Petition to allow guns at Republican National Convention cracks 24,000 signatures
Handguns are seen for sale in a display case at Metro Shooting Supplies in Bridgeton, Missouri, November 13, 2014. REUTERS/Jim Young

An online petition to allow guns into the Republican National Convention in Cleveland in July has received more than 24,000 signatures in favor of overturning the “irresponsible and hypocritical act of selecting a ‘gun-free zone’” for the party’s quadrennial gathering.

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The convention will be held between 18 and 21 July at the Quicken Loans Arena, a venue with a policy that forbids “firearms and other weapons of any kind” on its grounds. Republican debate venues have also barred firearms.

The petition, posted anonymously to last week , declares the Cleveland arena’s weapons ban “a direct affront to the second amendment and puts all attendees at risk”.

“By forcing attendees to leave their firearms at home,” the petition continues, “the RNC and Quicken Loans Arena are putting tens of thousands of people at risk both inside and outside of the convention site”.

The petition makes several other demands. It asks for Ohio governor John Kasich – one of the party’s three remaining presidential candidates – to use executive action to override arena owners’ right to set rules over their private property, and for the Republican party chair to explain “how a venue so unfriendly to second amendment rights was chosen for the Republican convention”.

“Every American is endowed with a God-given constitutional right to carry a gun wherever and whenever they please,” the author writes.

The question of an individual right to carry a gun only reached the supreme court in 2008 , and states have broad authority to regulate gun control. God is not mentioned in the US constitution or bill of rights .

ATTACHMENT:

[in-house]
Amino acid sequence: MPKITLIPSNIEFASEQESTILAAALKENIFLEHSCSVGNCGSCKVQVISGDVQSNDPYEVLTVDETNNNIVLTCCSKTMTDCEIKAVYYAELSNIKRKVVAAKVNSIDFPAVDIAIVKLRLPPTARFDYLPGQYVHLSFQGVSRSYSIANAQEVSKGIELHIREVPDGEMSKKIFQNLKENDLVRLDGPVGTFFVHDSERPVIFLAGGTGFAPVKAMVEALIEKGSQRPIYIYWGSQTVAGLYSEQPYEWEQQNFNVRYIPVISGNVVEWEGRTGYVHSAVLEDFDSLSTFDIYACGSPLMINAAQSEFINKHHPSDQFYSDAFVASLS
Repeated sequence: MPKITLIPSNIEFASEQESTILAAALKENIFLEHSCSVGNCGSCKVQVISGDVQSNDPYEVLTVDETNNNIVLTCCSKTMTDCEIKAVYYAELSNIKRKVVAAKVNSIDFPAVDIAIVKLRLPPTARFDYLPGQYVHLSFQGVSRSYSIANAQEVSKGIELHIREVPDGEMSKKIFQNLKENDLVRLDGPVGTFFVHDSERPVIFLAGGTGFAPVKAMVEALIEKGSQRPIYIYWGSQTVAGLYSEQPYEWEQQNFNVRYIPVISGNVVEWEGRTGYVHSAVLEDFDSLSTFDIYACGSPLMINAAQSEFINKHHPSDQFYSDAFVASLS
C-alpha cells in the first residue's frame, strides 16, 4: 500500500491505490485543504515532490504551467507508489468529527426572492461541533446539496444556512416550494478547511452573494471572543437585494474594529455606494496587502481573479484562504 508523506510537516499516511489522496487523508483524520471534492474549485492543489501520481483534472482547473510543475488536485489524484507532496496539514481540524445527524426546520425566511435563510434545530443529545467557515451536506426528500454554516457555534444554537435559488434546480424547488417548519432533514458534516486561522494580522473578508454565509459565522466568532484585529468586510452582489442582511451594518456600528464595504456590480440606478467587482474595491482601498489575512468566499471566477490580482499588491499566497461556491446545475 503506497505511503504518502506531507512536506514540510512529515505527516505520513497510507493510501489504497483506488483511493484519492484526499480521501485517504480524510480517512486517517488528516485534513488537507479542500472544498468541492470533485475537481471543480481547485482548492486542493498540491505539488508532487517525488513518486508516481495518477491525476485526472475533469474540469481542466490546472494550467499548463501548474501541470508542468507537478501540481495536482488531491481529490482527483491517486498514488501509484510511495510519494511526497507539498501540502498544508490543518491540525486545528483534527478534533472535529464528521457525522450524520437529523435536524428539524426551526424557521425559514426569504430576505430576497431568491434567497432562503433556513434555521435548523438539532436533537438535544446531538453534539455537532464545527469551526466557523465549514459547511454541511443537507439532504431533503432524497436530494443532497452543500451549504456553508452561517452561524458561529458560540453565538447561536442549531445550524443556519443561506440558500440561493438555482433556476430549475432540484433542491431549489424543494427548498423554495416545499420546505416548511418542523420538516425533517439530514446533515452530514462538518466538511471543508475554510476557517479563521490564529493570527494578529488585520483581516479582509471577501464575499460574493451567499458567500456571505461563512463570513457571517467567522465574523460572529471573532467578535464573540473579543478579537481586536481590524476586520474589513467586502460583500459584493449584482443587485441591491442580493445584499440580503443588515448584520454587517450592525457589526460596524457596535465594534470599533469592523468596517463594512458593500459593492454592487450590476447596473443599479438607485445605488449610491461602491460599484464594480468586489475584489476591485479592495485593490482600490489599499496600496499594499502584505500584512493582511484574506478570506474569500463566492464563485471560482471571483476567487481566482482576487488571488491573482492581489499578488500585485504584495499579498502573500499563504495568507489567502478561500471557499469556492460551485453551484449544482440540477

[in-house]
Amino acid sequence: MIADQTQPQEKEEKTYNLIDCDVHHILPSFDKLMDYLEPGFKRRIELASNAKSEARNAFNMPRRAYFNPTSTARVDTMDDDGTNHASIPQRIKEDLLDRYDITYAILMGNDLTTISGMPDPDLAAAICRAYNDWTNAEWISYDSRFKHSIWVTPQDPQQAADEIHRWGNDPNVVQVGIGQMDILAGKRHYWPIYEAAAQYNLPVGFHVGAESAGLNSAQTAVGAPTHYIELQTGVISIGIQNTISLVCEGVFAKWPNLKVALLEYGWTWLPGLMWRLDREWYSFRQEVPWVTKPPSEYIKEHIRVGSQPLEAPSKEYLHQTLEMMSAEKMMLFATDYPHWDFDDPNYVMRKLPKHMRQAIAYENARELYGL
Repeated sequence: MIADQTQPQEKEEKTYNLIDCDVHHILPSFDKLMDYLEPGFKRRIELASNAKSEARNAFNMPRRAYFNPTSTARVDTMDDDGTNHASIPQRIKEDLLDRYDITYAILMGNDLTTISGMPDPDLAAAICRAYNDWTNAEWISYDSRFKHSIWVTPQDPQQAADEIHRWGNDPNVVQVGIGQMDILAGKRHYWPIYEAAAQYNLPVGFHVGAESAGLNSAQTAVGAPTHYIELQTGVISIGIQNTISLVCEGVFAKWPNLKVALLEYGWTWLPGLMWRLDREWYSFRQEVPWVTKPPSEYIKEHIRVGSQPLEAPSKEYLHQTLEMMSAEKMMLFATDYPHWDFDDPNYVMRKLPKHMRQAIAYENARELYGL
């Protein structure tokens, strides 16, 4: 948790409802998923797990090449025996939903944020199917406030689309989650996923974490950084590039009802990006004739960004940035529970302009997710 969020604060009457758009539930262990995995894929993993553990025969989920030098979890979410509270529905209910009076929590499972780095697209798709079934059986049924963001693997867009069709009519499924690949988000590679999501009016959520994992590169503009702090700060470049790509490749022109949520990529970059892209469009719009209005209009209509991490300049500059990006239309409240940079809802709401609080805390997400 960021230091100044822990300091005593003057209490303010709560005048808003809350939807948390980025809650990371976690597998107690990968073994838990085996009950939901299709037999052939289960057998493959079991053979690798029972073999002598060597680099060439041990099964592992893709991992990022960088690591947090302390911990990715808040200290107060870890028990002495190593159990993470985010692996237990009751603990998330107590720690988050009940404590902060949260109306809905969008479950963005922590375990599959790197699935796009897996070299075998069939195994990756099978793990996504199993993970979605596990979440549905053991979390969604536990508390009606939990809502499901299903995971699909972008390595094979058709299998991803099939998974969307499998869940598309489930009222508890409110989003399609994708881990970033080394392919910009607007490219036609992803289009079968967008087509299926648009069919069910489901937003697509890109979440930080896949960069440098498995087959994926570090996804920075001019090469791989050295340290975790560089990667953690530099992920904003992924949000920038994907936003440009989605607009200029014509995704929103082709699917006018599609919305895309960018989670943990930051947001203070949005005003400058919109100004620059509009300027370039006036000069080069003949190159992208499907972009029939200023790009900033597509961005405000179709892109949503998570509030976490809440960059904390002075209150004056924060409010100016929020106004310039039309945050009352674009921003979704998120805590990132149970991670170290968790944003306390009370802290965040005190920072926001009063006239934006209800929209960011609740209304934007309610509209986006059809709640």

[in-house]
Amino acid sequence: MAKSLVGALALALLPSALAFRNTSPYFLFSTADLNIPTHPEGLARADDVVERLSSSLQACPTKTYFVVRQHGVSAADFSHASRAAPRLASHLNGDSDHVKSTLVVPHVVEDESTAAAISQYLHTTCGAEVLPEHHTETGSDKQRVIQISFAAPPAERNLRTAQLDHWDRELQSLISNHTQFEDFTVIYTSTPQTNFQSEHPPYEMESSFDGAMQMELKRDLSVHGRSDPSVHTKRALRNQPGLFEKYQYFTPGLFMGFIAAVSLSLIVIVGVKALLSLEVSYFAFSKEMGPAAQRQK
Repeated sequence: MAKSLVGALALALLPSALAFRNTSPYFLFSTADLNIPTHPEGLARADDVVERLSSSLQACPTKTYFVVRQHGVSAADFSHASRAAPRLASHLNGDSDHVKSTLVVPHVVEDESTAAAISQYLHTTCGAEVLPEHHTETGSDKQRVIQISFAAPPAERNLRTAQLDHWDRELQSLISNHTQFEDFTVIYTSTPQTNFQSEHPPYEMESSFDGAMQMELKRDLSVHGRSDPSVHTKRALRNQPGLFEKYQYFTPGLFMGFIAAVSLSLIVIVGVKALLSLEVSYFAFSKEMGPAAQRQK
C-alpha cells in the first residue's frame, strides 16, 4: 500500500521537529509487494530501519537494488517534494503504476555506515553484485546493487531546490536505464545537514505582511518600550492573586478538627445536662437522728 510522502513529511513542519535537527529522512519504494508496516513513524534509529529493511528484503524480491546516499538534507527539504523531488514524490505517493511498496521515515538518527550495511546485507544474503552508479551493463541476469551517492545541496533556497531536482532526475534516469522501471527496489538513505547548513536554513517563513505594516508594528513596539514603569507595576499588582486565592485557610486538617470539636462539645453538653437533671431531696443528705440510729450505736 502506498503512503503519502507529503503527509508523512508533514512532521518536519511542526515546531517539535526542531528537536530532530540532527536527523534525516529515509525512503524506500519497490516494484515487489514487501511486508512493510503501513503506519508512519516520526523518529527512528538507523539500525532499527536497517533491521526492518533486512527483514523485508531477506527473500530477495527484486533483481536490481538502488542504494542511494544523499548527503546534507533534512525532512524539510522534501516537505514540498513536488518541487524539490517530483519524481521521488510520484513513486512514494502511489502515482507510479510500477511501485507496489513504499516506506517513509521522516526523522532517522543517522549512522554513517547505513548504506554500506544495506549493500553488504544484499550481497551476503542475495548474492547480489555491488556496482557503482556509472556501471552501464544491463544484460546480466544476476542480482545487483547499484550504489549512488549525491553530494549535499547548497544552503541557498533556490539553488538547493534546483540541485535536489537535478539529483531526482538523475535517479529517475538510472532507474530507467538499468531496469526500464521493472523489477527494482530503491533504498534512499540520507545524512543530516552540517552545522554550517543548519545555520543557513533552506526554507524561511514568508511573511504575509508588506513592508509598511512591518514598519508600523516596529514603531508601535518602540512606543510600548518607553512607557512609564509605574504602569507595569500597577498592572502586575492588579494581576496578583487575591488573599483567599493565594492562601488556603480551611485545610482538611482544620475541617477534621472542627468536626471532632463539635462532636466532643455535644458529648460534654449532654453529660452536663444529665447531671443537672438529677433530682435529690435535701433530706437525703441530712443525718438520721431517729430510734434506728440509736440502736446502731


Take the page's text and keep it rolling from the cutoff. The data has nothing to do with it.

The group that claims to be behind the petition, Americans for Responsible Open Carry, appears to have been formed for the express purpose of creating the form. Twitter user Hyperationalist, whose biography reads “speaking truth to stupid”, took credit for the petition, and regardless of whether the form was created as parody, signatories’ comments show that many took it at face value.

A spokesperson for the Republican party told the Beacon Journal that secret service agents, Cleveland police and state and federal law enforcement agencies will handle security at the convention.

Kasich and his two rivals, Donald Trump and Ted Cruz, have expressed vocal opposition to gun control. Trump has called for an end to gun-free zones in schools, and called places with gun bans “target practice for the sickos and for the mentally ill”.

“I think gun-free zones are a catastrophe. They’re a feeding frenzy for sick people,” he said.

Many Trump properties prohibit guns . The businessman has said he will consider lifting such rules.

The frontrunner has also warned that there could be “riots” at the convention, should he hold a majority of delegates but fail to secure victory.

Violence has increasingly plagued Trump’s campaign rallies: supporters have repeatedly assaulted protesters ; his campaign manager has been accused of grabbing a reporter ; and the candidate has himself said he would like to see protesters punched or “roughed up”.

Some commenters on the petition alluded to such incidents, and claimed to have signed the petition because, as one Ohio man put it , “Republicans should face the same dangers that they have inflicted on the general public”.

Others were less equivocal – for instance, a Missouri man who declared : “You either support the [second] amendment or you don’t!”

Republicans clashed over guns with local and federal security before the 2012 convention in Tampa, Florida, where secret service agents only allowed law enforcement officers to carry firearms.

The city’s rules against gun control prohibited its police from enacting a proposal from Republicans to make Tampa a “clean zone”, prohibiting string and gas masks but not licensed firearms.

The NRA did not immediately respond to a request for comment on the petition, or whether the pro-gun lobbying group supports allowing weapons into the arena. © Guardian News and Media 2016